Just saying that we want people to mentor is not enough. It has to be institutionalized. There have to be incentives to do it. Organizations have to pay seniors workers to mentor new employees and they have to pay for an apprentice to receive mentorship from a senior worker. Organizations have to institutionalize it and motivate people to do it. That being said, money is not the only reward for real experts. They are intrinsically motivated to learn and improve.
How do you recommend finding mentors in an organization?
Dr. Hoffman: Just because somebody is a senior worker in his domain, it doesn’t necessarily mean he is a good a mentor. Some people make good mentors and some people don’t. Somebody may be an expert but not a good mentor. Now that being said, one of the definitions of what it means for someone to be an expert is that they understand that other people don’t know what they know, and they can take the perspective of other people. But not all experts are good mentors. There could be any variety of reasons like they just may not be very good at it or maybe it’s because they never tried or may be that they don’t like to talk much. There is no science out there that we can refer to for these questions. And someone can be a less senior expert, or even a journeyman, and be a great mentor.
Now the question comes is how do you go into an organization and find individuals who might become good mentors? Science has not been done to determine a procedure that organizations could use to institutionalize mentoring. In my opinion, first, you have to start by finding people who are good mentors. You can do that by a simple social survey like asking questions from the people who are known to be good mentors. Questions like: How did they come to be a good mentor? What were their life experiences? What were their motivations? And once we know how people who are good mentors became good mentors, and why, then we might be able to address the question of how do we identify people who might become good mentors. For that, you can go in and start asking questions: Who taught you this? Who do you go to in order to learn something? Who are the best mentors here? Which senior worker here is really the best at teaching other people? So by a simple sort of social survey, you can find the people who seem to be good mentors.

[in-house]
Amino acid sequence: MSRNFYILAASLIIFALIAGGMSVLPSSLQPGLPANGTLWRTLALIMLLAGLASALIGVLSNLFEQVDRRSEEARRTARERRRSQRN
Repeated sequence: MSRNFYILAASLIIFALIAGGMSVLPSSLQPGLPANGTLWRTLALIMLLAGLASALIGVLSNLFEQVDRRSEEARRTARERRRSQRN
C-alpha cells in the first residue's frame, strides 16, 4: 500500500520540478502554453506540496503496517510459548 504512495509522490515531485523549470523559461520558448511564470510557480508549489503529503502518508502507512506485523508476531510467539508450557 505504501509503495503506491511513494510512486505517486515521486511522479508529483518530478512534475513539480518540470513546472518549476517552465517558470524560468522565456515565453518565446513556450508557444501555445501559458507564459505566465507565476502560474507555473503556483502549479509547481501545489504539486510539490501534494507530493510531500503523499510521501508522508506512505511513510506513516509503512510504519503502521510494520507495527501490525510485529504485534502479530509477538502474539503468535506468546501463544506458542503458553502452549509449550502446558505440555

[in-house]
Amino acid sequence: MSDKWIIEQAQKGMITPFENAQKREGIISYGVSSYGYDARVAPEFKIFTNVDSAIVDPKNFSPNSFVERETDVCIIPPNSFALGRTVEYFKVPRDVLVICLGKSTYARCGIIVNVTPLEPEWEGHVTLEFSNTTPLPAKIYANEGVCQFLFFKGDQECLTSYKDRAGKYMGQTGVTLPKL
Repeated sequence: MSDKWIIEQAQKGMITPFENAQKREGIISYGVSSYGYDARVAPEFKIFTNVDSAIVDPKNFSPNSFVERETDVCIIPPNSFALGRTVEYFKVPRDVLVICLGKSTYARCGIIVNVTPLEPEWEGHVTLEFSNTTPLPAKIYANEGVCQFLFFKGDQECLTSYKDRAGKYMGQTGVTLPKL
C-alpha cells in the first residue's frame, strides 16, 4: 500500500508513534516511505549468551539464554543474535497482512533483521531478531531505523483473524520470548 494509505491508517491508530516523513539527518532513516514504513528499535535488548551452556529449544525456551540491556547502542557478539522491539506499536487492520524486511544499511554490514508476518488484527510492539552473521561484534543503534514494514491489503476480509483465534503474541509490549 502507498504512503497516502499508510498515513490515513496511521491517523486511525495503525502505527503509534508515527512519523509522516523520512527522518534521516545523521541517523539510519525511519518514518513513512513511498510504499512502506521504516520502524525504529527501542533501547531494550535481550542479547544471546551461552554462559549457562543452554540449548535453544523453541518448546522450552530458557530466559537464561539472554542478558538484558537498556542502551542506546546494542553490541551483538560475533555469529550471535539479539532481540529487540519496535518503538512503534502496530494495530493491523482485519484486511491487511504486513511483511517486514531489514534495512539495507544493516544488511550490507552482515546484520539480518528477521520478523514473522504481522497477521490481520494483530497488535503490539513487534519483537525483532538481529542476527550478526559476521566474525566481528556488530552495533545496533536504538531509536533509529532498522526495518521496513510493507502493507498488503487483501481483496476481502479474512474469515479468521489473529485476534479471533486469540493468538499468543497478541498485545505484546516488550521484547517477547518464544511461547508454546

We still need a systematic method for finding people who are earlier in their career who might become good mentors. And, as I mentioned before, right now nobody has done any science on that. There are no funding opportunities for that, even from agencies that profess a goal of improving teaching and learning.
How do you see the notion of experts reaching a stage of ‘automaticity’ where he is not aware of how he has been solving the problem and may have difficulty in explaining his thought process to a mentee?
Dr. Hoffman: Ever since people started studying expertise back in the late 1970s or late 1980s, it has been said that by the time somebody gets to be an expert, their thinking is just automatic and they can’t tell you what they know. I don’t believe that. Yes, it can sometimes be difficult for experts to explain what they’re thinking or what they know, but that doesn’t mean it’s impossible. My experience is that it comes down to how much support the interviewer gives them to express their knowledge. If you just go up to an expert and ask him ‘tell me everything you know about X’ then, of course, you’re not going to get much of anything. However, if you’re using methods like Critical Decision Method or Concept Mapping and get the expert to talk about specific cases that they were worked on, then you can usually get them to say things. I have yet to see convincing evidence that experts possess “knowledge-that-is-not-verbalizable-in-principle.” But of course, you run up against the philosophical issues of what is meant by “knowledge.” This is all discussed at length in my books on cognitive task analysis: Working Minds (2006) and Perspectives on Cognitive Task Analysis (2008).
What are your recommendations to organizations in regards to how they should build training programs to drive the acceleration of expertise?
Dr. Hoffman: One way in which one might be able to accelerate proficiency is to provide people with opportunities to practice on the tough cases. That begs the question of where do you get the tough cases. Given the demographics right now, there are many senior workers who are about to retire. So organizations can do knowledge elicitation to capture from them the stories of their tough cases. Then those could be used in training, in particular at the senior apprentice and junior journeyman levels. However, acquiring a corpus or a library of tough cases is not something that can be done very easily or very quickly. It’s hard work and it takes time.
People only achieve expertise after working long and hard on tough problems. But tough problems are rare. So, of course, it’s going to take a long time for people to achieve expertise. So if you could somehow capture and preserve those tough cases, at least you’ve got hope that the next generation you might be able to do faster training. However, this has to be thought of in terms of generations, not what can be done in next week.